Have you noticed bubbles in your paint film? It’s called blistering and results from the loss of adhesion between the paint and its underlying surface.
Blistering can be caused by:
- Painting a warm surface in direct sunlight.
- Applying oil-based or alkyd paint over a damp or wet surface.
- Moisture escaping through the exterior walls (this is less likely with latex paint than oil-based or alkyd paints).
- Exposure of latex paint film to dew, high humidity or rain shortly after paint has dried.
Old painted surfaces will require adequate surface preparation. The first step is to carry out a series of “adhesion tests” to clearly determine the quality of the existing paint work. Simply cut a small X through the existing paint with a sharp blade, press cellulose tape firmly across the cut and then rip off the tape. If the paint comes off, it is unsound and should be removed.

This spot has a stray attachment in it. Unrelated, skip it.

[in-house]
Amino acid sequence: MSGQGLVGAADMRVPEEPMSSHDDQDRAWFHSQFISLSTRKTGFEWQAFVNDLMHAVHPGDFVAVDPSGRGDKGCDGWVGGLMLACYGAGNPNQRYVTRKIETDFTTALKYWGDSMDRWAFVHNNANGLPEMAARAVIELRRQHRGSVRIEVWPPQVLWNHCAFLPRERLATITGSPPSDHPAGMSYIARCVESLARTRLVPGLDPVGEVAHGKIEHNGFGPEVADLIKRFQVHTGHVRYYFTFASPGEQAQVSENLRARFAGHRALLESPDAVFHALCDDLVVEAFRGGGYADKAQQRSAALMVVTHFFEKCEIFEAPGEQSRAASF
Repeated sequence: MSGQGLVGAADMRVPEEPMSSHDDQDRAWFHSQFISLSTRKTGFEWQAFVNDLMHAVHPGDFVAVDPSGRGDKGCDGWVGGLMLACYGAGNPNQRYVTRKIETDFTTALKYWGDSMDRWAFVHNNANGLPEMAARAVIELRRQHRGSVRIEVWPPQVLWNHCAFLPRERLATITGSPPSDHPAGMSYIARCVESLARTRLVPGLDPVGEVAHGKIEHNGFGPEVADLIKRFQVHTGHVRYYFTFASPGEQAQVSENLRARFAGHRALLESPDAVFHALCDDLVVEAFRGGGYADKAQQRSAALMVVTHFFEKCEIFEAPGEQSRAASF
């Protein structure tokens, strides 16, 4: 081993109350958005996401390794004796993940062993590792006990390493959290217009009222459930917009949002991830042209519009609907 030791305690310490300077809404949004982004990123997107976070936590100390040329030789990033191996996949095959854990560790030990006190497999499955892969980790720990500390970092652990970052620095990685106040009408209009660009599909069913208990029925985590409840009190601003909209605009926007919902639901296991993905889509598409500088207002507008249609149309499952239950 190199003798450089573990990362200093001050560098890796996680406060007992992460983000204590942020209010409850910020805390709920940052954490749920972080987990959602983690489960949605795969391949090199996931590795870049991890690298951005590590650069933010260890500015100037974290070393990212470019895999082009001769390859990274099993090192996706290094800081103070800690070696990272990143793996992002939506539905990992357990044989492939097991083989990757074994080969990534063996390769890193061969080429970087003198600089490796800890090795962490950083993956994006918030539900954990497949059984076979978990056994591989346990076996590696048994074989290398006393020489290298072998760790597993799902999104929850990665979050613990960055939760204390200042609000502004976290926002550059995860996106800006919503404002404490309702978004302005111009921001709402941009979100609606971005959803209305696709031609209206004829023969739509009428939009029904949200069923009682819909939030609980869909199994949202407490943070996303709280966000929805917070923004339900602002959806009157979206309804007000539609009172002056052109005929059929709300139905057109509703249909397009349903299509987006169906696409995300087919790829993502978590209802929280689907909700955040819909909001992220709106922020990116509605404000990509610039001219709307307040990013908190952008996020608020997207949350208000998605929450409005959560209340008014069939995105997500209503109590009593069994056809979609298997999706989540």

Paint application substrate must return well under 10% moisture content; any moisture ingress must be isolated. Trapped moisture within substrate will compromise new paint system performance and result in blisters and eventual paint system delamination.
More problem solving advice
If you’ve noticed black, grey or brown areas on your painted surface, chances are you’re dealing with a mould problem. For each problem you’ll find a guide to identifying it, its causes and solutions.
Cracking or flaking is the splitting of a dry paint film. This is a problem that needs fixing as it can lead to complete failure of the paint. For each problem you’ll find a guide to identifying it, its causes and solutions.